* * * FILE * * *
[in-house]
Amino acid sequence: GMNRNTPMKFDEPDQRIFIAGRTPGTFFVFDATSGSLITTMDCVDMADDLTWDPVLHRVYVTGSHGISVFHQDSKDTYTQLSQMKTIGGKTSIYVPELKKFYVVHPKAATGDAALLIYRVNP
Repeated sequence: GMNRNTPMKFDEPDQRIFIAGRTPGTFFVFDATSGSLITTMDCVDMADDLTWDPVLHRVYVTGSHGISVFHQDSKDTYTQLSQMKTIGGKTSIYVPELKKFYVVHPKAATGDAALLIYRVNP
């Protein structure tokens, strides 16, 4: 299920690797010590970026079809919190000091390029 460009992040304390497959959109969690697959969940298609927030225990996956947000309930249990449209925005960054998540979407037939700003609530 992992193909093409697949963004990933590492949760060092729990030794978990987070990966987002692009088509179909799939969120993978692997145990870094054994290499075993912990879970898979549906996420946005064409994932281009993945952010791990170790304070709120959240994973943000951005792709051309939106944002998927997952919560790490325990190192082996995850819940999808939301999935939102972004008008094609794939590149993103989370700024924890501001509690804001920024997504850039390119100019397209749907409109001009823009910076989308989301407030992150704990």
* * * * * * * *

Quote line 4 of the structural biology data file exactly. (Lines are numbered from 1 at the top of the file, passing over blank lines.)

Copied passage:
């Protein structure tokens, strides 16, 4: 299920690797010590970026079809919190000091390029 460009992040304390497959959109969690697959969940298609927030225990996956947000309930249990449209925005960054998540979407037939700003609530 992992193909093409697949963004990933590492949760060092729990030794978990987070990966987002692009088509179909799939969120993978692997145990870094054994290499075993912990879970898979549906996420946005064409994932281009993945952010791990170790304070709120959240994973943000951005792709051309939106944002998927997952919560790490325990190192082996995850819940999808939301999935939102972004008008094609794939590149993103989370700024924890501001509690804001920024997504850039390119100019397209749907409109001009823009910076989308989301407030992150704990």